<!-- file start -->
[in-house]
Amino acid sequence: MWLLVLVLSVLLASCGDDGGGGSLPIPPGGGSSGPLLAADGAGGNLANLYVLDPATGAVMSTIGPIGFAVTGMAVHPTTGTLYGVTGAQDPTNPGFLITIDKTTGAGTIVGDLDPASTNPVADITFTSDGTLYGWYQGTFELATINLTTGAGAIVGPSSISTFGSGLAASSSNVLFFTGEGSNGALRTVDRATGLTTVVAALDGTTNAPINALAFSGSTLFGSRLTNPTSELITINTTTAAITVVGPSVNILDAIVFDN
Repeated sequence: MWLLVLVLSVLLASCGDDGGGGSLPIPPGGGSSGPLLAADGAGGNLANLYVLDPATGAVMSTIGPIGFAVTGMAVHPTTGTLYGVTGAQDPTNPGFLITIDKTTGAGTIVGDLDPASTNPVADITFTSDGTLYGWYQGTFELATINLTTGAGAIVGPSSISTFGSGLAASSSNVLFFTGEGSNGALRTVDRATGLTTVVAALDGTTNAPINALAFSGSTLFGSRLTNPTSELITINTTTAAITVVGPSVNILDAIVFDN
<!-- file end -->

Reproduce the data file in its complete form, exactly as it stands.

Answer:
[in-house]
Amino acid sequence: MWLLVLVLSVLLASCGDDGGGGSLPIPPGGGSSGPLLAADGAGGNLANLYVLDPATGAVMSTIGPIGFAVTGMAVHPTTGTLYGVTGAQDPTNPGFLITIDKTTGAGTIVGDLDPASTNPVADITFTSDGTLYGWYQGTFELATINLTTGAGAIVGPSSISTFGSGLAASSSNVLFFTGEGSNGALRTVDRATGLTTVVAALDGTTNAPINALAFSGSTLFGSRLTNPTSELITINTTTAAITVVGPSVNILDAIVFDN
Repeated sequence: MWLLVLVLSVLLASCGDDGGGGSLPIPPGGGSSGPLLAADGAGGNLANLYVLDPATGAVMSTIGPIGFAVTGMAVHPTTGTLYGVTGAQDPTNPGFLITIDKTTGAGTIVGDLDPASTNPVADITFTSDGTLYGWYQGTFELATINLTTGAGAIVGPSSISTFGSGLAASSSNVLFFTGEGSNGALRTVDRATGLTTVVAALDGTTNAPINALAFSGSTLFGSRLTNPTSELITINTTTAAITVVGPSVNILDAIVFDN